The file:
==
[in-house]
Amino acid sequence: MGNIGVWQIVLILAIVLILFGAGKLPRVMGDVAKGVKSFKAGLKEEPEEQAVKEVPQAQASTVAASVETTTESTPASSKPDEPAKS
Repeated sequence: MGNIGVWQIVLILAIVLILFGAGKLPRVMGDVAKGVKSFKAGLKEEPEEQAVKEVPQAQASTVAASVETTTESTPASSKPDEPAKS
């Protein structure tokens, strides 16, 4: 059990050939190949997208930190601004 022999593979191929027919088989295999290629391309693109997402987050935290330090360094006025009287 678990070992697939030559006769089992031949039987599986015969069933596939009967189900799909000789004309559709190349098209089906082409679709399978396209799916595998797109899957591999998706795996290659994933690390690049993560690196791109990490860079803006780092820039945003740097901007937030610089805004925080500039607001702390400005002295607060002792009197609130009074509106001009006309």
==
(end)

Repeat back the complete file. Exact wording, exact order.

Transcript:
[in-house]
Amino acid sequence: MGNIGVWQIVLILAIVLILFGAGKLPRVMGDVAKGVKSFKAGLKEEPEEQAVKEVPQAQASTVAASVETTTESTPASSKPDEPAKS
Repeated sequence: MGNIGVWQIVLILAIVLILFGAGKLPRVMGDVAKGVKSFKAGLKEEPEEQAVKEVPQAQASTVAASVETTTESTPASSKPDEPAKS
């Protein structure tokens, strides 16, 4: 059990050939190949997208930190601004 022999593979191929027919088989295999290629391309693109997402987050935290330090360094006025009287 678990070992697939030559006769089992031949039987599986015969069933596939009967189900799909000789004309559709190349098209089906082409679709399978396209799916595998797109899957591999998706795996290659994933690390690049993560690196791109990490860079803006780092820039945003740097901007937030610089805004925080500039607001702390400005002295607060002792009197609130009074509106001009006309």